- States would lose $215 billion in federal funds under an Obamacare repeal bill through 2026, a new analysis finds.
- The loss in federal funds could top $4 trillion if Congress failed to appropriate money under the bill after 2026.
- Republicans are lobbying holdout senators to support the Graham-Cassidy bill to get the 50 votes it needs for passage before a Sept. 30 deadline.
The new Obamacare repeal bill being pushed hard by Senate Republicans could slash federal health funding to states by more than a whopping $4 trillion through the next 20 years, a new analysis finds.
The same report said that at least $215 billion in federal funds to states would be whacked by 2026, and warned that those cuts would grow dramatically over the following decade if Congress didn't appropriate additional money under the controversial Graham-Cassidy bill.
Those eye-popping projections from the Avalere Health consultancy were disclosed Wednesday as GOP leaders in the Senate and the Trump administration lobbied the handful of Republicans who have not publicly supported the bill yet.
Graham-Cassidy would, among other things, eliminate the expansion of Medicaid benefits to poor people under Obamacare, and also would eliminate the federal subsidization of health insurance purchases in the individual plan market.
While the bill would award federal block grant funds to individual states to craft their own health insurance programs, there would be a net reduction in how much money the government would allocate compared with what it currently does under the Affordable Care Act.
Republicans, who hold 52 Senate seats, need at least 50 senators to pass the bill, which faces a Sept. 30 deadline for approval.
A slew of health advocacy groups and governors of both political parties are opposed to the law because they say it would lead to millions more people losing their health insurance.
Caroline Pearson, a senior vice president at Avalere, said that the significant, long-term federal funding reductions to states seen under the bill would hit hardest those states that have already expanded their Medicaid programs under Obamacare to cover more low-income people.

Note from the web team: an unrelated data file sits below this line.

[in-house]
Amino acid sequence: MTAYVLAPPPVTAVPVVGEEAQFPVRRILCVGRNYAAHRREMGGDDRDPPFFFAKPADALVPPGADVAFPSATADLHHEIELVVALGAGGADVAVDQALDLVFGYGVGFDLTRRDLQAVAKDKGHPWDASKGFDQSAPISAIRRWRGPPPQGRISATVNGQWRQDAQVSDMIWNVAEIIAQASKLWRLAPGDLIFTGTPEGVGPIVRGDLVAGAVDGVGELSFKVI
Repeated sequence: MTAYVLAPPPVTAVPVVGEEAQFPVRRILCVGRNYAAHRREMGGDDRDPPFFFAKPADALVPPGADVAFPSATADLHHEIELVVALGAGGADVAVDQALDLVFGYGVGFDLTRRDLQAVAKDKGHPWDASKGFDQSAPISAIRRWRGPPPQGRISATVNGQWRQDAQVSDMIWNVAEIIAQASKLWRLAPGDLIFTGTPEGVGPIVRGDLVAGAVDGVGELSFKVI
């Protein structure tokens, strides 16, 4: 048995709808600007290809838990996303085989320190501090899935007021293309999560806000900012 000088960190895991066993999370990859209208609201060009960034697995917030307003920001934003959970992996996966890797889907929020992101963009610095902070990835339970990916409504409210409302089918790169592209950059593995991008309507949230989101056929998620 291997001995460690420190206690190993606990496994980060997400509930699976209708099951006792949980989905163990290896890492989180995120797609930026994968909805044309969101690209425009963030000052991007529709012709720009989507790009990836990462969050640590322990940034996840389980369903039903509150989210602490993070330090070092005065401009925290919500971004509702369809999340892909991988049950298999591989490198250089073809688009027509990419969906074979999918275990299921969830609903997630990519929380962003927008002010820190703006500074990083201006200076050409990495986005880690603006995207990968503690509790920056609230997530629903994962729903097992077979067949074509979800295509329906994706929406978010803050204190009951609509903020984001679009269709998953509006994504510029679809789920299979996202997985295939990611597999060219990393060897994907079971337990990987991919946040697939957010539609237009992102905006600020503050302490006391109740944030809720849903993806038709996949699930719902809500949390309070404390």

"States would have broad flexibility to shape their markets but would have less funding to subsidize coverage for low- and middle-income individuals," Pearson said.
Avalere found that through 2026 there would be 34 states, along with the District of Columbia, that would see net federal health funding cuts under Graham-Cassidy.
Seven of those states would see their funds slashed by more than $10 billion apiece during that time frame. California alone would lose $78 billion in funds, and New York would lose $45 billion.
The funding losses would accelerate after 2026, because Graham-Cassidy does not appropriate money beyond that year.
"While funding for 2027 and beyond may be appropriated in the future, the bill currently creates a block grant funding cliff in 2027," Avalere noted.
"The ability of the Congress to appropriate additional funding is uncertain and could be constrained by the need to offset the cost."
If Congress doesn't agree to extend funding under the bill starting in 2027, federal health funding to states would drop by a net of $489 billion through that year, compared with what they would receive if Obamacare remained in place.
There would be 39 states, along with D.C., that would face reduced funds, "and 18 states with reductions of greater than $10B," Avalere's report said.
"By 2027, only 11 states would see an increase in funding under [Graham-Cassidy] compared to current law," according to the report.
However, if the funding isn't extended, by 2036, all states would see a reduction in the money they would have otherwise gotten under Obamacare. The total amount cut could be in excess of $4 trillion, Avalere said.
"Federal funding reductions range from $4B in South Dakota to $800B in California," according to the report.